Neighbors oppose using house for small salon

They see link to proposed development in Howard

April 06, 2005|By Larry Carson | Larry Carson,SUN STAFF

A proposed one-chair beauty parlor in a woman's Centennial-area home has sparked outrage from dozens of neighbors who see the specter of commercialism and a pending four-house development as a threat to their quiet area.

More than 70 people wearing "Save Our Homes - Don't Rezone" buttons crowded into a hearing room Monday night in the George Howard building in Ellicott City. County hearing examiner Thomas Carbo had to gavel for quiet several times to stop bitter bickering over Tamila Aliyeva's application for her home business on Gwynn Park Drive, off Old Annapolis Road.

"It's a residential neighborhood, and we're afraid it's going to set a precedent. It will change our way of life," said Linda Fitzsimmons, who has lived in the Gwynn Acres community for more than 30 years.

Aliyeva, 38, who is renting the house, said her neighbors' hostility is keeping her awake at night and frightening her children, ages 10 and 14. Her business would serve only one customer at a time, she said, and would require no physical alterations to the house.

"They come and stare at my windows, take pictures of my driveway and measure my driveway. This is too much for me," she told Carbo.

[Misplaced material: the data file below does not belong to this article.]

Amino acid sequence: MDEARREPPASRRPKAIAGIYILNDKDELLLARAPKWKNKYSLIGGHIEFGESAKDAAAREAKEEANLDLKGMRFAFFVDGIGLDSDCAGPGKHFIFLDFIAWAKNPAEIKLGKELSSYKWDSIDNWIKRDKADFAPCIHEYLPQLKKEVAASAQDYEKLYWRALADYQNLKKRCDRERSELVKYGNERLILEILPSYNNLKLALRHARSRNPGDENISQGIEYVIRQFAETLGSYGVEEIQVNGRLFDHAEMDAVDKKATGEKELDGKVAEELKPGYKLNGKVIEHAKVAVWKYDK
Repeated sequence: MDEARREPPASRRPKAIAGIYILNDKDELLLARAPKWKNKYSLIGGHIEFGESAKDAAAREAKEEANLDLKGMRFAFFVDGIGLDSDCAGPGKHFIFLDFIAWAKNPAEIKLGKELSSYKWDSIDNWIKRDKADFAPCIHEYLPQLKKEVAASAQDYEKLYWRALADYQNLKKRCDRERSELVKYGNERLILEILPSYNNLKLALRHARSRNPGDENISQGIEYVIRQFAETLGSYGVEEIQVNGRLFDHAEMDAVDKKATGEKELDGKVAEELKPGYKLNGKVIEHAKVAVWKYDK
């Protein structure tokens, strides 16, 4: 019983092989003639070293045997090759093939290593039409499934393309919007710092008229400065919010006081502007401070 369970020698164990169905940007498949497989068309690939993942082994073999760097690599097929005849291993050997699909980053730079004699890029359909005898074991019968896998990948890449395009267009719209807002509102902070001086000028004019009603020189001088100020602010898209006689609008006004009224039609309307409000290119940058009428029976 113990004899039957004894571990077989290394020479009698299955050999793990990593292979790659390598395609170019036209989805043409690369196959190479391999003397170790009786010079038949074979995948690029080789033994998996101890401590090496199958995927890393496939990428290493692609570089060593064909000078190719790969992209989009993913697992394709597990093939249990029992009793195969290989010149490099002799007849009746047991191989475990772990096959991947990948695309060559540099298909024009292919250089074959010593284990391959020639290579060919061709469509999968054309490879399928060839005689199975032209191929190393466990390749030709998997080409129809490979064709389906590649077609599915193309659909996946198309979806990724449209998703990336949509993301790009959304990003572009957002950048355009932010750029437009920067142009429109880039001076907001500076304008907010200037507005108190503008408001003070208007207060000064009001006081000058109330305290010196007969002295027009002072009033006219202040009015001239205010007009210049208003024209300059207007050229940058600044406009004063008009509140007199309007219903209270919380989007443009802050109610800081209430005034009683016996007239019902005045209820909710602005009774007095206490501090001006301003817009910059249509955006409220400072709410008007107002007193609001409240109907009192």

"I was stunned," said Bruce Mann, Aliyeva's attorney, who argued that her request is a simple conditional-use zoning case that should be routinely approved.

But people like John Hauf, 55, whose family has lived in the neighborhood since 1959, said they don't trust Aliyeva or Jacob Hikmet, the developer who owns her house. Hikmet battled through the courts for years for permission to build his seven-house Red Fox Estates development off Gwynn Brook Drive.

Now he wants county permission to build a driveway past Aliyeva's house to develop four more homes on steep, wooded slopes behind it. That's why he bought the property, he said. His driveway request was deferred by the county's subdivision review committee because of doubts he has the required 24-foot right of way required for the driveway, said Cindy Hamilton, chief of the division of land development.

County officials and Hikmet said his request for a waiver to build the driveway is not related to the beauty shop case, but the neighbors said they don't believe it.

"It's a first step in getting the houses," Hauf said. "She'll say, `I need a bigger driveway.' It's incremental."

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